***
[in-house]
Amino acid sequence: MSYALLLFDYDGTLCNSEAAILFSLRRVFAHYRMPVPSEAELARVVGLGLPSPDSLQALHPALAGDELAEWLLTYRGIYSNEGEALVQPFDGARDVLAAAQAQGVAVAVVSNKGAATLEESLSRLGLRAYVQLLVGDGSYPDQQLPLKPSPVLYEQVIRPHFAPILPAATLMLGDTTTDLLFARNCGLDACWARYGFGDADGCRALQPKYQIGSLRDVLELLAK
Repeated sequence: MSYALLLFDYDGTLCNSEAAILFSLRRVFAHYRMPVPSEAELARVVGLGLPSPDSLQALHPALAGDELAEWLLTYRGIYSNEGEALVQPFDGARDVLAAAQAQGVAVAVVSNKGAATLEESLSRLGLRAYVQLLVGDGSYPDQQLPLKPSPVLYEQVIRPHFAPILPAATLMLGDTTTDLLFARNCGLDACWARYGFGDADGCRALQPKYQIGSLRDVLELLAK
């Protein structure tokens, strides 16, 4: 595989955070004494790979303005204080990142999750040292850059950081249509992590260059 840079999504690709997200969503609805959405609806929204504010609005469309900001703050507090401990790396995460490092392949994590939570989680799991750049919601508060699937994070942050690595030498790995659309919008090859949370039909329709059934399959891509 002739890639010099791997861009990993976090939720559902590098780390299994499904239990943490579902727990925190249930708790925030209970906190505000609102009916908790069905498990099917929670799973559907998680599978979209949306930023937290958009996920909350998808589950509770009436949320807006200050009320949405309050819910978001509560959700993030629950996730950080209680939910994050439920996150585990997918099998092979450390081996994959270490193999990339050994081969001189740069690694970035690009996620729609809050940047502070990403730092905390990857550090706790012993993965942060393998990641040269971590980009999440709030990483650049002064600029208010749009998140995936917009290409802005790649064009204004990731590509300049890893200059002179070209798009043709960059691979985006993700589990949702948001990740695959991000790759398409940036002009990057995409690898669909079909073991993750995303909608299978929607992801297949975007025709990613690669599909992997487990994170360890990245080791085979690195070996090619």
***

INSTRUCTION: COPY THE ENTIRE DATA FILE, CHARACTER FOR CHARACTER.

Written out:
[in-house]
Amino acid sequence: MSYALLLFDYDGTLCNSEAAILFSLRRVFAHYRMPVPSEAELARVVGLGLPSPDSLQALHPALAGDELAEWLLTYRGIYSNEGEALVQPFDGARDVLAAAQAQGVAVAVVSNKGAATLEESLSRLGLRAYVQLLVGDGSYPDQQLPLKPSPVLYEQVIRPHFAPILPAATLMLGDTTTDLLFARNCGLDACWARYGFGDADGCRALQPKYQIGSLRDVLELLAK
Repeated sequence: MSYALLLFDYDGTLCNSEAAILFSLRRVFAHYRMPVPSEAELARVVGLGLPSPDSLQALHPALAGDELAEWLLTYRGIYSNEGEALVQPFDGARDVLAAAQAQGVAVAVVSNKGAATLEESLSRLGLRAYVQLLVGDGSYPDQQLPLKPSPVLYEQVIRPHFAPILPAATLMLGDTTTDLLFARNCGLDACWARYGFGDADGCRALQPKYQIGSLRDVLELLAK
């Protein structure tokens, strides 16, 4: 595989955070004494790979303005204080990142999750040292850059950081249509992590260059 840079999504690709997200969503609805959405609806929204504010609005469309900001703050507090401990790396995460490092392949994590939570989680799991750049919601508060699937994070942050690595030498790995659309919008090859949370039909329709059934399959891509 002739890639010099791997861009990993976090939720559902590098780390299994499904239990943490579902727990925190249930708790925030209970906190505000609102009916908790069905498990099917929670799973559907998680599978979209949306930023937290958009996920909350998808589950509770009436949320807006200050009320949405309050819910978001509560959700993030629950996730950080209680939910994050439920996150585990997918099998092979450390081996994959270490193999990339050994081969001189740069690694970035690009996620729609809050940047502070990403730092905390990857550090706790012993993965942060393998990641040269971590980009999440709030990483650049002064600029208010749009998140995936917009290409802005790649064009204004990731590509300049890893200059002179070209798009043709960059691979985006993700589990949702948001990740695959991000790759398409940036002009990057995409690898669909079909073991993750995303909608299978929607992801297949975007025709990613690669599909992997487990994170360890990245080791085979690195070996090619």